Innovaptor Logo

Xcode Conditional Compilation for Unit-Test Targets

When writing unit test cases, you need to distinguish between real use and test runs in your code from time to time. For example, you might want to send all requests to a test server, instead of the production server.

One possibility to do this is to introduce a boolean property to the class, which you use in all methods that need to differ for testing:

-(NSString *)serverUrl
    return (self.testing) ? kServerUrlTestServer : kServerUrlProductionServer

That’s what I’ve been doing until now, but I don’t like this approach. In order to be able to set the property in the test case, it has to be publicly writeable, which gives rise to potential subtle bugs in case it’s incorrectly set. A better solution would be to define a separate testing interface with a category. Still, you’d have an extra state in your class especially for the tests.


Originally, I tried to use a preprocessor statement for this purpose:

-(NSString *)serverUrl
#if TESTING==1
#warning Testmode
    return IVTestConstants.serverUrlTestServer;
    return IVTestConstants.serverUrlProductionServer;

I just could not figure out how to configure Xcode such that TESTING had the correct value for both, normal compilation and unit tests, though. I’ve asked this question on stackoverflow, but to no avail.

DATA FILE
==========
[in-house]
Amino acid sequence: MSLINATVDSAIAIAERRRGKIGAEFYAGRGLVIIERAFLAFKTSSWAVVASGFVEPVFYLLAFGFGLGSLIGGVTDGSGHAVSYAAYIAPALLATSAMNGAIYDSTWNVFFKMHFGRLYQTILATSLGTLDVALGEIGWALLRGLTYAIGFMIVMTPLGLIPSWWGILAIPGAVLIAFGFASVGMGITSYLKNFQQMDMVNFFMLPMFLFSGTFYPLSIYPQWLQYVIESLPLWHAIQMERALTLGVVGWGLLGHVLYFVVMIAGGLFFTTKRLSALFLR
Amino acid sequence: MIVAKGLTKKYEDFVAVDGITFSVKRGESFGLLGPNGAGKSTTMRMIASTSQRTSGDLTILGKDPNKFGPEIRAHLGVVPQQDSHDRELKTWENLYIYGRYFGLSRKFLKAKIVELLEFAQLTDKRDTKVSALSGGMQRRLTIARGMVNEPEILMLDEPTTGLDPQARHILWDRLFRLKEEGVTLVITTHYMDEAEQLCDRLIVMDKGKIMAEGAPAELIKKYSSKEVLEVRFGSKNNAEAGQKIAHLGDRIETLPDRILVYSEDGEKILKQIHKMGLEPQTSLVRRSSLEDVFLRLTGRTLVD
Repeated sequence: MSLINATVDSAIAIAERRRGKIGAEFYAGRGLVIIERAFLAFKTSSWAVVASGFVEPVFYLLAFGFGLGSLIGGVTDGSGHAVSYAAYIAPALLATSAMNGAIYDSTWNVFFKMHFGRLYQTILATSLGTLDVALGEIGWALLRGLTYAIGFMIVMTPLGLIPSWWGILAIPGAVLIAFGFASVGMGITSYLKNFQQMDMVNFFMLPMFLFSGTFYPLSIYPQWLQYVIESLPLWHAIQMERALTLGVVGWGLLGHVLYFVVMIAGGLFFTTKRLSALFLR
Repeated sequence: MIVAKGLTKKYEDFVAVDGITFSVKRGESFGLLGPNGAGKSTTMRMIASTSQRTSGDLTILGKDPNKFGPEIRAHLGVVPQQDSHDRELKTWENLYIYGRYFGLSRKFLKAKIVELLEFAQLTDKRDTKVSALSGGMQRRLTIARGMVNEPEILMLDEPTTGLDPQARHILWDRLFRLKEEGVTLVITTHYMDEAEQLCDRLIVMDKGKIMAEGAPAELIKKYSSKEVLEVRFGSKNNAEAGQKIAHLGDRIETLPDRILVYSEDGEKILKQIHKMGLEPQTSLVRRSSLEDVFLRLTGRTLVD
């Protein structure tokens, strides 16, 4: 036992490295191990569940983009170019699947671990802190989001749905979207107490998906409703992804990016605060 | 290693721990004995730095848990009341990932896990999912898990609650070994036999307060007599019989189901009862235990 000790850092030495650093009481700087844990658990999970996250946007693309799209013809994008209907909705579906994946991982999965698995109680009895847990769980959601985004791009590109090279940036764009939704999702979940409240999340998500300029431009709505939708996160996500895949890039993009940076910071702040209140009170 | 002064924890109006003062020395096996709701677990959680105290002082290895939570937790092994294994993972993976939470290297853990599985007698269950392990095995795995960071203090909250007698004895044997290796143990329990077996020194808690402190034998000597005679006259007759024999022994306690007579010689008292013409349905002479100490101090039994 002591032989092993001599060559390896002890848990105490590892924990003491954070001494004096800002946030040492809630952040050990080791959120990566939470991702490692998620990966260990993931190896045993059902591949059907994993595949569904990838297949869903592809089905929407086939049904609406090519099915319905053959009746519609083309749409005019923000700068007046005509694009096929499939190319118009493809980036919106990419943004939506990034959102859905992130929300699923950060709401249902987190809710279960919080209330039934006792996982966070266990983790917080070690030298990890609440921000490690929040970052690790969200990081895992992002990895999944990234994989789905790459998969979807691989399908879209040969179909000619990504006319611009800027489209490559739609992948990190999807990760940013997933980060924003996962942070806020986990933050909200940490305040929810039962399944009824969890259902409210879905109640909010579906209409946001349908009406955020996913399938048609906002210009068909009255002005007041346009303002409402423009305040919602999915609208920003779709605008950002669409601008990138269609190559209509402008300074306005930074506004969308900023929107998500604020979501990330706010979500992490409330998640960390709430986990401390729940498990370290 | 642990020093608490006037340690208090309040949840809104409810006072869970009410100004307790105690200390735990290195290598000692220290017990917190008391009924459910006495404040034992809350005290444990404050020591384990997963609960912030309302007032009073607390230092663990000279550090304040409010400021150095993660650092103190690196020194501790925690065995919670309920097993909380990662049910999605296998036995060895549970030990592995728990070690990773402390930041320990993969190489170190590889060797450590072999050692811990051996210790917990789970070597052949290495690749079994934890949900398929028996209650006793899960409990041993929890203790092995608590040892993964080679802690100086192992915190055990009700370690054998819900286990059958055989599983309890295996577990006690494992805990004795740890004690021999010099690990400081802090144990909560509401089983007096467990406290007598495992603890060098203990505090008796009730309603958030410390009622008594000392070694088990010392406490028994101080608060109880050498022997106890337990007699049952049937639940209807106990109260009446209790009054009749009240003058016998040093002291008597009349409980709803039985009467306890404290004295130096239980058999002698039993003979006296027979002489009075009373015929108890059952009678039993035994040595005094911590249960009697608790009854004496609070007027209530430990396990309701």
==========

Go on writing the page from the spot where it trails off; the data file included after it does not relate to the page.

If you want to know what the difficulties were, checkout my question on stackoverflow.

Basically, it comes down to this: The unit-test target has the whole app as a target dependency, so if you define a preprocessor macro for the unit-test target, it has no effect on the source files that are compiled in the app target.

I was watching WWDC Session 401 (Xcode Core Concepts) today, and when they talked about schemes, it dawned on me that this could be the solution to my problem.

Schemes to the Rescue

So here’s how you set up Xcode:

  1. Add a new configuration named ‘Testing’: Go to the project settings, make sure to select the project (and not a target yet). Open up the Info-pane and click the ’+’

    Xcode Set-Up Step 1

  2. Add a preprocessor macro to the build settings: Now go to the Build Target, open up the Build Settings and find the Preprocessor Macros option. Add the define TESTING=0 for the configurations Debug and Release and TESTING=1 for the configuration Testing

    Xcode Set-Up Step 2

  3. Edit the test-scheme to use testing as build configuration: Open up the Edit Schemes view, select the Test scheme and choose the Info tab. As Build Configuration choose the new Testing configuration that you created in step 1.

    Xcode Set-Up Step 3

VoilĂ , thats it.

I’ve provided a simple sample project on github that demonstrates the complete set-up.


I’ve recently got a mail asking about how the described set up would work with cocoapods. We didn’t use cocoapods back when I wrote this post, but we do in every project now. The setup is almost the same, except you need to edit the scheme for your workspace rather than the project AFTER you’ve run “pod install”. Following ‘pod update’ commands won’t change the workspace again, so you still need to setup the scheme only once and then you’re ready to go.

Markus Chmelar Portrait

Markus Chmelar, MSc

Markus is a technical mastermind and one of the founders of Innovaptor. He studied Computer Engineering at Vienna University of Technology and contributes a valuable diversification to Innovaptor's qualifications. Markus is eager to find innovative solutions to complex problems in order to provide products that are tailored directly to the customers' needs